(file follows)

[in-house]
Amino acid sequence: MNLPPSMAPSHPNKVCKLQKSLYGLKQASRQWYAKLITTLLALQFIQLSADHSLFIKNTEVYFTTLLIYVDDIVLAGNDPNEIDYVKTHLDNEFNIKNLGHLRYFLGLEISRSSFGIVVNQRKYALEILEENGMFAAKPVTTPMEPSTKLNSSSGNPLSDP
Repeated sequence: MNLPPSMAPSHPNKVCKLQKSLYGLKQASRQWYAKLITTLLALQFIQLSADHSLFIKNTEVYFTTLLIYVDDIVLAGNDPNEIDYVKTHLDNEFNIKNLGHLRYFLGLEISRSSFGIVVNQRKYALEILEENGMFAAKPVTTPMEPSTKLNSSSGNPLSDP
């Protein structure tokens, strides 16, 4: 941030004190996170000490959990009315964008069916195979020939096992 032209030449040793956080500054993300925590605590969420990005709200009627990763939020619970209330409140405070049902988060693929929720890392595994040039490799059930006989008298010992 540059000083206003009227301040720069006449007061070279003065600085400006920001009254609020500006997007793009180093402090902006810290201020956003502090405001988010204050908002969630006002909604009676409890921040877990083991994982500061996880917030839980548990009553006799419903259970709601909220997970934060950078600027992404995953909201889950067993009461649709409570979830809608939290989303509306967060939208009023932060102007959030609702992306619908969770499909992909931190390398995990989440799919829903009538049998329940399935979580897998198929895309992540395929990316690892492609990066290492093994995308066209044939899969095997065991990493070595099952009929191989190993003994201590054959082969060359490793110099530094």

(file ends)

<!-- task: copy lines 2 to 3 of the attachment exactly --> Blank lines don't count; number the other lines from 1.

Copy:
Amino acid sequence: MNLPPSMAPSHPNKVCKLQKSLYGLKQASRQWYAKLITTLLALQFIQLSADHSLFIKNTEVYFTTLLIYVDDIVLAGNDPNEIDYVKTHLDNEFNIKNLGHLRYFLGLEISRSSFGIVVNQRKYALEILEENGMFAAKPVTTPMEPSTKLNSSSGNPLSDP
Repeated sequence: MNLPPSMAPSHPNKVCKLQKSLYGLKQASRQWYAKLITTLLALQFIQLSADHSLFIKNTEVYFTTLLIYVDDIVLAGNDPNEIDYVKTHLDNEFNIKNLGHLRYFLGLEISRSSFGIVVNQRKYALEILEENGMFAAKPVTTPMEPSTKLNSSSGNPLSDP